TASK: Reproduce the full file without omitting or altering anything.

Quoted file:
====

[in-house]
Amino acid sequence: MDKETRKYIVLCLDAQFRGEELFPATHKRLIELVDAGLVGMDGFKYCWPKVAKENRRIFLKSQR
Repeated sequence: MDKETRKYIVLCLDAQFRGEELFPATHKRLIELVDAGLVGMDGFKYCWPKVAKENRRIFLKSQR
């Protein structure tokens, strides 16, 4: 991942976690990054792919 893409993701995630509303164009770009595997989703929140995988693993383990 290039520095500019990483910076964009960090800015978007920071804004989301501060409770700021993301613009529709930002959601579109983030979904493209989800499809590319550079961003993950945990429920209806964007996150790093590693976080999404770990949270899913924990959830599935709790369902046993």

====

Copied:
[in-house]
Amino acid sequence: MDKETRKYIVLCLDAQFRGEELFPATHKRLIELVDAGLVGMDGFKYCWPKVAKENRRIFLKSQR
Repeated sequence: MDKETRKYIVLCLDAQFRGEELFPATHKRLIELVDAGLVGMDGFKYCWPKVAKENRRIFLKSQR
């Protein structure tokens, strides 16, 4: 991942976690990054792919 893409993701995630509303164009770009595997989703929140995988693993383990 290039520095500019990483910076964009960090800015978007920071804004989301501060409770700021993301613009529709930002959601579109983030979904493209989800499809590319550079961003993950945990429920209806964007996150790093590693976080999404770990949270899913924990959830599935709790369902046993």